Obviously choosing a lens like a 35mm presupposes that the Photographer has the freedom to get close and can move quickly and also that that style of ‘intimate’ shooting suites the Photographer in the first inst..
    Even so, using fast Primes and high ISO and releasing the shutter at the moment of least movement: we still might have to accept a little blur and if this calculated to be somewhere in the frame which will be ‘acceptable’ then the shot will be OK.
    For example in the shot made in the theatre, that I linked to above, the ‘Witch’s’ hand is moving - and (for me) that is acceptable.
    Similarly in this montage below, which was made using only a 35mm lens and under only Available Light, the top right shot from the Bridal Waltz employs the technique of shooting when there was a monetary pause in Subject Movement, on the other hand, the dancing shot in the bottom left of the montage there is some minor blur in the Wedding Gown – but that, to me is ‘acceptable’ as the faces and most of the bodies are rendered motionless, by the shutter speed I used.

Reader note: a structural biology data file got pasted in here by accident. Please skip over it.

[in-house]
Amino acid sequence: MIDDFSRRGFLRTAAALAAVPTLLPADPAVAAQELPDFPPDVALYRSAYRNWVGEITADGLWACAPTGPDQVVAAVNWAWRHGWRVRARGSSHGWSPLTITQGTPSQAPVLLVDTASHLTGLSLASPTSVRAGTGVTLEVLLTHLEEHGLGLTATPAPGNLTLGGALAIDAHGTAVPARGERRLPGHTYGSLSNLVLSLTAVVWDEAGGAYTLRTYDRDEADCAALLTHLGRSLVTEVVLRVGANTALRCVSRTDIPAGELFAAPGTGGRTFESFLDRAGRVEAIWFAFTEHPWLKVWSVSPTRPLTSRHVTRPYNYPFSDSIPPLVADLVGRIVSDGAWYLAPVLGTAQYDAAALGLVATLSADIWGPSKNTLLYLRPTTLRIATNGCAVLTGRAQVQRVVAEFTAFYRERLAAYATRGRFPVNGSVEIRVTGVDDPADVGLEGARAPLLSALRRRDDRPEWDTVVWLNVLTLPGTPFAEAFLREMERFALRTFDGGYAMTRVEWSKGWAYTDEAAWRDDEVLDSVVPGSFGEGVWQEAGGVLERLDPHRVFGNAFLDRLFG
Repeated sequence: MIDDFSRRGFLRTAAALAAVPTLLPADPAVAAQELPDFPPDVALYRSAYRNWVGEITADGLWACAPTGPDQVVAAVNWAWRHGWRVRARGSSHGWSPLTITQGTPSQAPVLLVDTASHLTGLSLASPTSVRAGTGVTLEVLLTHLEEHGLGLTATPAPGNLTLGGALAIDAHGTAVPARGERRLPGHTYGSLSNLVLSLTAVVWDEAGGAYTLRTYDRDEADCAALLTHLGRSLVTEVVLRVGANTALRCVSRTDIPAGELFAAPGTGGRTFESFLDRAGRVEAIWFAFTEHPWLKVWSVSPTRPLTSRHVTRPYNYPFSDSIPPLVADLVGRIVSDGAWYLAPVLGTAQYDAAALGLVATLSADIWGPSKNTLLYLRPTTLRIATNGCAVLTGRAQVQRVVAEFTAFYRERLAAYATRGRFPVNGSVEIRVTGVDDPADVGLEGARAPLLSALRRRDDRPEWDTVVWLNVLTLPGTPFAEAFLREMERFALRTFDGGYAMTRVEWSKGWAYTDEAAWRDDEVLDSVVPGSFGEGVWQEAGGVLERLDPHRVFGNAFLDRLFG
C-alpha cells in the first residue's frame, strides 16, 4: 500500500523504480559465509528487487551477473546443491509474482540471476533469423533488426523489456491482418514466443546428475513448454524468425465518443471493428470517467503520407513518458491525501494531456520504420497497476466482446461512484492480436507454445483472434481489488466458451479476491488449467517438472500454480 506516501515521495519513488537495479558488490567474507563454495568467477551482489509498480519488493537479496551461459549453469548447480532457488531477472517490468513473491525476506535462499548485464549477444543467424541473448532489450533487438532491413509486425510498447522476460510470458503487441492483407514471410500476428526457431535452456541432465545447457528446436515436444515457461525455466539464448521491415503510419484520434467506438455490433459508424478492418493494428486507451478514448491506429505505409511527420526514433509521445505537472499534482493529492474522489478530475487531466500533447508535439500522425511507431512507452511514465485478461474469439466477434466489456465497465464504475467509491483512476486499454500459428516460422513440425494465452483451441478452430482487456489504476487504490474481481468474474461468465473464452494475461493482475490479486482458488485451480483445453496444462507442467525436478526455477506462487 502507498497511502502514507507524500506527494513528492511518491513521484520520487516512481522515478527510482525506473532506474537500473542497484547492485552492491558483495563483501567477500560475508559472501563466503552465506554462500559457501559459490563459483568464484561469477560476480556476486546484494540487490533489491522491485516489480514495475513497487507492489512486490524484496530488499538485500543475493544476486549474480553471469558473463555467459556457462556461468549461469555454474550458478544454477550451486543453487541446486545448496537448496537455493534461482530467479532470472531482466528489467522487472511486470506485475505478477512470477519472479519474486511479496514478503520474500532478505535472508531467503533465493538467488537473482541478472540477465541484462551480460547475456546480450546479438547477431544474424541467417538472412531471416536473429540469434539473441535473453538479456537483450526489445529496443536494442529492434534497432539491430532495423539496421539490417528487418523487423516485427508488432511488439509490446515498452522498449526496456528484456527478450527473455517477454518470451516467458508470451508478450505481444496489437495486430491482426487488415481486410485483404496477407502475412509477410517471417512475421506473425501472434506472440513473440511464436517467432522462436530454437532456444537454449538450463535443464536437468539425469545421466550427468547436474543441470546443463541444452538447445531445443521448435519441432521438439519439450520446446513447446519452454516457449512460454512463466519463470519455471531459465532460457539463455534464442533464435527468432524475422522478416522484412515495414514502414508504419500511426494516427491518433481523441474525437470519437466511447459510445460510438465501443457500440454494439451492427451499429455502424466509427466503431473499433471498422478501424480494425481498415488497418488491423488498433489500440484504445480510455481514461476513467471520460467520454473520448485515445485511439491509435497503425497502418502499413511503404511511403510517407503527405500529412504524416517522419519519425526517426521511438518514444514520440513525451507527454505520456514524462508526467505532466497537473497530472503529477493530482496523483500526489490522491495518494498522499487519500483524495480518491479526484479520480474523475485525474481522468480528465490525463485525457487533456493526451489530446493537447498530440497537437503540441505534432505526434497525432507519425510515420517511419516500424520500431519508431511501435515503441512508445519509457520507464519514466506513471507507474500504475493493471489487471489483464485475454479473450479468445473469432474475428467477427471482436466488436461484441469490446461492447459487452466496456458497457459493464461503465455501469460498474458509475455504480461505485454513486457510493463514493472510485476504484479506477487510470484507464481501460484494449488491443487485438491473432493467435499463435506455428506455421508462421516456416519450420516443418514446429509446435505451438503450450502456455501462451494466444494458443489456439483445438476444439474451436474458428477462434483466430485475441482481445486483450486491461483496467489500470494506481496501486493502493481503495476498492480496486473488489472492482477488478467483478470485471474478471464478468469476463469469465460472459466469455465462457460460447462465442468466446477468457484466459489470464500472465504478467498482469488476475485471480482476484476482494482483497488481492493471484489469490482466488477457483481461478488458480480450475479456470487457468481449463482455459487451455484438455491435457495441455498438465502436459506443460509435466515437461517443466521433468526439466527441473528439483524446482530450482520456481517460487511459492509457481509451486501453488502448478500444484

I predominately shoot "Available Light ONLY" at Events and also for the Portraiture that I do - and also for the last several Weddings I covered I mainly used only AL.
    But I hasten to add: whilst all these Available Light techniques might be applied to your shooting of Traditional Jewish Dancing (or to Weddings in general): I suggest that you DO NOT think that "Shooting Available Light" is the panacea and only answer to making a really good product for you customer.

    In my opinion a good Wedding Photographer is versed and proficient in many techniques and can draw on an array of possible solutions that will suit any particular shooting situation.